Here’s a quick rundown of the Sox’ pennant winners (or, absent that, 95-game winners) and their best and worst 25-game records:

  • Year: Best, Worst, wins
  • 1903: 19-6, 12-13, 91
  • 1904: 19-6, 9-16, 95
  • 1912: 21-4, 15-10, 105
  • 1915: 21-4, 12-13, 101
  • 1916: 18-7, 10-15, 91
  • 1918: 19-6, 12-13, 75*
  • 1946: 21-4, 11-14, 104
  • 1948: 21-4, 8-17, 96
  • 1949: 20-5, 12-13, 96
  • 1967: 18-7, 10-15, 92
  • 1975: 20-5, 11-14, 95
  • 1977: 19-6, 11-14, 97
  • 1978: 20-5, 9-16, 99
  • 1986: 20-5, 9-16, 95
  • 1995: 21-4, 10-15, 86*
  • 2003: 17-8, 11-14, 95
  • 2004: 22-3, 11-14, 98
  • 2005: 19-6, 10-15, 95
  • 2007: 19-6, 13-12, 105 (projected)

* Shortened season

By contrast, the Red Sox of 2006 never had a 25-game stretch as good as the ’07 Sox, and their 6-19 August last season is a testament to what a truly horrible streak looks like. And really, let’s all be glad it’s not 1927 again — when the Sox went a franchise-record 2-23 between June 8 and July 4.

The lesson here appears to be two-fold: First, the Sox’ recent slump is actually very good, relatively speaking. If it’s the worst we see all season, the 2007 Red Sox will be among the historically consistent teams in baseball (even the 1998 Yankees went 11-14 between August and September, though the 2001 Mariners never did worse than 14-11 and the 1954 Indians’ worst stretch equaled the 1912 Sox’). Which brings me to Point 2: We can probably expect another one of these this season, and it’ll probably be worse than this one. At which point, we can once again be thankful for the double-digit division lead.

(Thanks to Baseball-Reference’s streak analyzer).

17 comments… add one
  • Nice post, Paul. I know I haven’t been around much, and this is going to sound an awful lot like fair-weather optimism or something of that sort…but am I the only SF who never got particularly worried during NY’s run? Like not even a little bit? Don’t get me wrong, I still watch the scoreboard and haven’t declared the season finished just yet…but I just didn’t see the Sox’ scuffling as predictive of things to come. And all the cards are pretty much in Boston’s hands.
    I’m working 3-11 right now, which is an absolutely miserable shift as far as baseball is concerned…but I’ve been ghosting since work started, occasionally trying to make time to post. I tried a few times in the middle of the streak. And on three separate occasions that I can remember, typepad decided it didn’t like what I had to say and erased pretty sizable posts, to the point where I got pissed off and just gave up.
    I was sort of surprised to see some of the panic…SF was particularly vitriolic during Schilling’s last start. Incidentally, the last time I tried to post was after Schilling’s start. Had this relatively long look at his peripheral stats all written up…then it disappeared. Tried again, same thing happened. Then I went to bed. Anyway, I basically said I thought he’d be up-and-down all season and that a DL-visit was in the near future to get him some rest; I still hold out hope that this is something like a dead arm.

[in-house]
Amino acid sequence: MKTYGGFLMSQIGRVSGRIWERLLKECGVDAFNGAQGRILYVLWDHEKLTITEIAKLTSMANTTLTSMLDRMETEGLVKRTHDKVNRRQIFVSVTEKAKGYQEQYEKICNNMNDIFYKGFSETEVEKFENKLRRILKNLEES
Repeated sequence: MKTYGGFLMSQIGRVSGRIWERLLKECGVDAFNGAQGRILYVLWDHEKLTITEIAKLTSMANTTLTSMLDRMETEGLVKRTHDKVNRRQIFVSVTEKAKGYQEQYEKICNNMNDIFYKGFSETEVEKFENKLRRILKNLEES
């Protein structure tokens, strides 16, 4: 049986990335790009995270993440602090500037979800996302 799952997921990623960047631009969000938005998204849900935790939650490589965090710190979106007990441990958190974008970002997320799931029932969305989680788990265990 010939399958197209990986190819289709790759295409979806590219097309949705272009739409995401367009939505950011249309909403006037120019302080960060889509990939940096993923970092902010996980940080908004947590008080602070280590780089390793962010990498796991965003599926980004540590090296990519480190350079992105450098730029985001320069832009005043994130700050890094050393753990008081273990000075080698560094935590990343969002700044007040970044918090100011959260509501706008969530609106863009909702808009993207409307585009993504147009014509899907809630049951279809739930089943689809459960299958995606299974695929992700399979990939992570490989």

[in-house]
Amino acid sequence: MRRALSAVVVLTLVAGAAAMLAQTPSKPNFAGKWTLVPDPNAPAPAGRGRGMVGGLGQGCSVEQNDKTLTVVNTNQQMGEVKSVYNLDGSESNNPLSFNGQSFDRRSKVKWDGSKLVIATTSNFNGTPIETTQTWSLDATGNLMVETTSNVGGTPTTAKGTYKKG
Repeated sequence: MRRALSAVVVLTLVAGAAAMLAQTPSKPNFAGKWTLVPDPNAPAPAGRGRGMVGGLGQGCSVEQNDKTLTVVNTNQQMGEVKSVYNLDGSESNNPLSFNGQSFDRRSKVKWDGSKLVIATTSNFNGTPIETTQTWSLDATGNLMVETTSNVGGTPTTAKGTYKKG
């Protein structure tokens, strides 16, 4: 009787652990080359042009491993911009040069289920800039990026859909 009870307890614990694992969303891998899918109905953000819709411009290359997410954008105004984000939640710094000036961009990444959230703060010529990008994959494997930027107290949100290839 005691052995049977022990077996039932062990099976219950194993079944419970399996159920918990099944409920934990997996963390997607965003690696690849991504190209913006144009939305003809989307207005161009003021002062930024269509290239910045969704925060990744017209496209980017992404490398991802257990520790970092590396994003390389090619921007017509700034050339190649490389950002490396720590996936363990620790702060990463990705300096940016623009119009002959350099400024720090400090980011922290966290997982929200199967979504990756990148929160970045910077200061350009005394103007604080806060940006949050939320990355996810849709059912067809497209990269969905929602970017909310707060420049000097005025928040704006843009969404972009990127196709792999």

Anyway, I was going to say pretty much the same thing Paul just did…even in a slump, the Sox never really got hammered. They lost 3/4 that could have easily gone either way in Oakland, and 2/3 from the extremely underrated Rockies…that was about it. In 19 June games, 8 were decided by 2 or fewer runs. Boston went 4-4 in those 8 games. Interestingly enough…the four losses came consecutively in the start of June–the loss to NY after Paps and Oki broke our hearts, followed by the Sox’ inability to come up with a big hit against Oakland–and the four wins have come since. In April and May, Boston was 15-5 in 1 or 2-run games. I consider that 4-4 stretch something of a statistical evening-out…

    desturbd1 June 22, 2007, 1:50 am
  • Great read, Paul. I will be mildly surprised if the Sox win 105 this season, as that is a formidable total. However, the Sox team ERA positively sparkles, and once the run support (which is by track record only due to get better since the most potent hitters have yet to reach their stride, not that it has mattered) comes, it should be a walk to the pennant, and I should retract and not be so surprised if/when the team eclipses 100 wins (that’s really _hard_ to do), considering the truly excellent baseball the Sox have played for the most part.